How-to guide aims to open up billions of tech procurement opportunities for SMEs

Government publishes advice for smaller firms and promises ‘sweeping’ rule changes to open up billions of pounds of public contracts

Credit: InvestmentZen/CC BY 2.0

The government has published a how-to guide for SMEs selling into the public sector and promised to deliver “sweeping procurement rule changes” it hopes will open up billions of pounds of opportunities for smaller firms.

To coincide with the Small Business Saturday initiative, the Government Commercial Function this weekend published Selling to Government, a 25-page document intended to provide SMEs with advice on navigating the world of public-sector procurement.

The guidance covers areas such as where to find opportunities and events, considerations when responding to a tender, rules on prompt payment, and the role of the small business crown representative. 

Current postholder Martin Traynor supported the publication of the guide, writing in the foreword that diversifying the supplier landscape is a key way in which government can “achieve the best value for the UK taxpayer”.

“The government wants to see far more UK SMEs bidding for the contracts on offer,” he added. “This guide aims to inform SMEs on where they can find these opportunities and gives background information on doing business with government and top tips for tendering”.

The guide also provides advice on how to make the most of potential opportunities for SMEs to work as a sub-contractor “working with larger companies to help deliver things such as long-running IT or catering projects”.

The most recently published annual figures showed that, out of a total of £58.2bn spent across government with external suppliers, a little under £6.6bn – or 11.3% – was spent directly with SMEs. A further 15.4% of the total spend in the 2019/20 year – £8.1bn – was spent indirectly.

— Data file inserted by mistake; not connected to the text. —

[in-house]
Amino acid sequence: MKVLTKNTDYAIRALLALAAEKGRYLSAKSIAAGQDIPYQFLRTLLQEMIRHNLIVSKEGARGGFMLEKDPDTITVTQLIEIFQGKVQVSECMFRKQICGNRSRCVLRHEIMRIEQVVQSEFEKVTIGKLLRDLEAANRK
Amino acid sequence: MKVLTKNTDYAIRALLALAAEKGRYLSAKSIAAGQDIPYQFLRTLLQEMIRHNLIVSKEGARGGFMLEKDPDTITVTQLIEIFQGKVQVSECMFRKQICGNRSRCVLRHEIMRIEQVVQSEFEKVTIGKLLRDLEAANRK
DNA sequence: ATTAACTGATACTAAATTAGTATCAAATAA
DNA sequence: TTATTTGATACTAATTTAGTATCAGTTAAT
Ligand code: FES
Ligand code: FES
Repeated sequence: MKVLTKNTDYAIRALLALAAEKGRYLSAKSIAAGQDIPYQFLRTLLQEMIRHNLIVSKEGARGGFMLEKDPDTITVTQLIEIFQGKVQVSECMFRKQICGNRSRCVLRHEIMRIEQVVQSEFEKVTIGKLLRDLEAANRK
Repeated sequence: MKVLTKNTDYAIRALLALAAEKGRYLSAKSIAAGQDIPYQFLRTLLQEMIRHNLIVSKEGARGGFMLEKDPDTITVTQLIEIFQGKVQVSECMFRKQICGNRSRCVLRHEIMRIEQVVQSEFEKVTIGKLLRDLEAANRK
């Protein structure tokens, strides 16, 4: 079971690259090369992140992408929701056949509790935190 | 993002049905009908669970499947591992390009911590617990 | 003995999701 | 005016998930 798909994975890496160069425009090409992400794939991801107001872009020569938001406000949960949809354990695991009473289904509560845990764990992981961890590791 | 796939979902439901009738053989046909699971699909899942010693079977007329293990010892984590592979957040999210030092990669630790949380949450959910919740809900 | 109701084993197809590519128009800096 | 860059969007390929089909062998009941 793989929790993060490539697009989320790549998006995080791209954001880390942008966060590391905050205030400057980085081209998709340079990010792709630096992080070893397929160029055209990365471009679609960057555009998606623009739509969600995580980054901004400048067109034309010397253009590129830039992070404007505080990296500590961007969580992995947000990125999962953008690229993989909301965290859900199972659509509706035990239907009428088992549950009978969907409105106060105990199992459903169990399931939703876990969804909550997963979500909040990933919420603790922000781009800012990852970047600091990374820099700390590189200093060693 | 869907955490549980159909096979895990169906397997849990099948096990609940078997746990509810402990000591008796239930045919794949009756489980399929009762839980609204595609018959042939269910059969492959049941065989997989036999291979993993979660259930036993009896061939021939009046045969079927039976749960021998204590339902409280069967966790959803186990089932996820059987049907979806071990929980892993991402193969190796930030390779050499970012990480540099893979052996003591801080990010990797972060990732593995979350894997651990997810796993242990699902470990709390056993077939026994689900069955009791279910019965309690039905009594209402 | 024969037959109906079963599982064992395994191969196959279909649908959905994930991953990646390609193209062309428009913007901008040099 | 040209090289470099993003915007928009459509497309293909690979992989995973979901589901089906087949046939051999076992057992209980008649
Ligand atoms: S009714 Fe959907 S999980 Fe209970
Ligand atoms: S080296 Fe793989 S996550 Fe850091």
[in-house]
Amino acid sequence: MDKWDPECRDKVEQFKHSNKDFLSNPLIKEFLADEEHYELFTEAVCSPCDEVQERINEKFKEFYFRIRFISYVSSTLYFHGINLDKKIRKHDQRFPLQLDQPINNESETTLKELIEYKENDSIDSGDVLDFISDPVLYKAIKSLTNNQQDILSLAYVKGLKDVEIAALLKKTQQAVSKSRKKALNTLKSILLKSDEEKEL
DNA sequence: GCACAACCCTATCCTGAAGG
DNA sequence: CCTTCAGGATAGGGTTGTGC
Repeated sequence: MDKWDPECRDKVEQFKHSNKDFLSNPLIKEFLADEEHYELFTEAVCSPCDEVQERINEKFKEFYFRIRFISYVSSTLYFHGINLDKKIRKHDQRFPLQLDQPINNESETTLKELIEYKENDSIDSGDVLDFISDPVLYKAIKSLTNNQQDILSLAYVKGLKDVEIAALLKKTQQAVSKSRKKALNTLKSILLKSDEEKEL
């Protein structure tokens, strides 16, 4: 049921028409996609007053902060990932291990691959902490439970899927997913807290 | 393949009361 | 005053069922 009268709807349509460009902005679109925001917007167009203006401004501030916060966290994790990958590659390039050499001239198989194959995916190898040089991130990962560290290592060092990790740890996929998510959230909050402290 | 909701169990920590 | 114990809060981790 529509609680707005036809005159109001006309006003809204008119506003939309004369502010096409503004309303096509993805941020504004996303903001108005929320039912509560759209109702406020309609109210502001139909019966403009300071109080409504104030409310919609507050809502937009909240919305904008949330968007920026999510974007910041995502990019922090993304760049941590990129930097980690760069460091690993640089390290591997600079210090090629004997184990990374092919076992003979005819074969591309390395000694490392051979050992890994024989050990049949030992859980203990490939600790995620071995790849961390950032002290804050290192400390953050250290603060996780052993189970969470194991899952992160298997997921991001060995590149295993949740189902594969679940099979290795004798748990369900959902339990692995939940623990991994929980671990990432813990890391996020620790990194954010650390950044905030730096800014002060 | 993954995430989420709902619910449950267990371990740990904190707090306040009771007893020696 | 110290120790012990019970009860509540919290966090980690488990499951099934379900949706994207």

The overall 26.7% proportion of supplier spending that went to SMEs during the year is still some way short of the ‘one pound in every three’ target that the government has previously said it aims to deliver by 2022. The figure also lags the 27.1% high achieved in 2014/15 – after which the figure dropped off sharply during the following two years, before rebounding somewhat in the last three. 

The 2019/20 figures showed huge variance between the SME-friendliness of departments; the Department for Digital, Culture, Media and Sport spent 47.1% of its procurement outlay with SMEs – including 44.1% awarded directly to smaller firms.  The departments for Education, International Trade, and International Development also posted SME spending figures in excess of 40%.

At the other end of the spectrum, the Department for Work and Pensions spent less than one pound in every eight, 12.2%, with SMEs – and only 3.5% of contracts went direct to small and medium-sized businesses.

Other laggards included HM Treasury on 16.1% and the-then Foreign and Commonwealth Office on 16.4%.

The 2019/20 figures included only the first few weeks of the coronavirus crisis; it it yet to be seen how the vast sums of public money spent with external suppliers during the pandemic will affect the extent to which SMEs were able to win government business.

Minister for efficiency and transformation Lord Theodore Agnew said that, following the UK’s exit from the European Union, the government intends to make “sweeping procurement rules changes, to make it easier and more flexible for SMEs to win government work”.

“We want it to be easier for them to work with government and this guide, published in support of Small Business Saturday, will help small businesses navigate what can be a complex world of public procurement,” he added.

The promised rule changes, which were trailed in a green paper published by government a year ago, include doing away with four current separate sets of existing core public procurement regulation and replacing them with a single set of rules.

The government also wishes to streamline an existing array of eight different procurement procedures into just three: open procedure; competitive, flexible procedure; and limited tendering procedure.

Saturday marked the UK’s ninth annual Small Business Saturday, an initiative which describes itself as a “grassroots, non-commercial campaign, which highlights small business success and encourages consumers to ‘shop local’ and support small businesses in their communities”.

Small Business Saturday was founded by American Express, which continues to represent the initiative’s primary financial backer.


Sam Trendall

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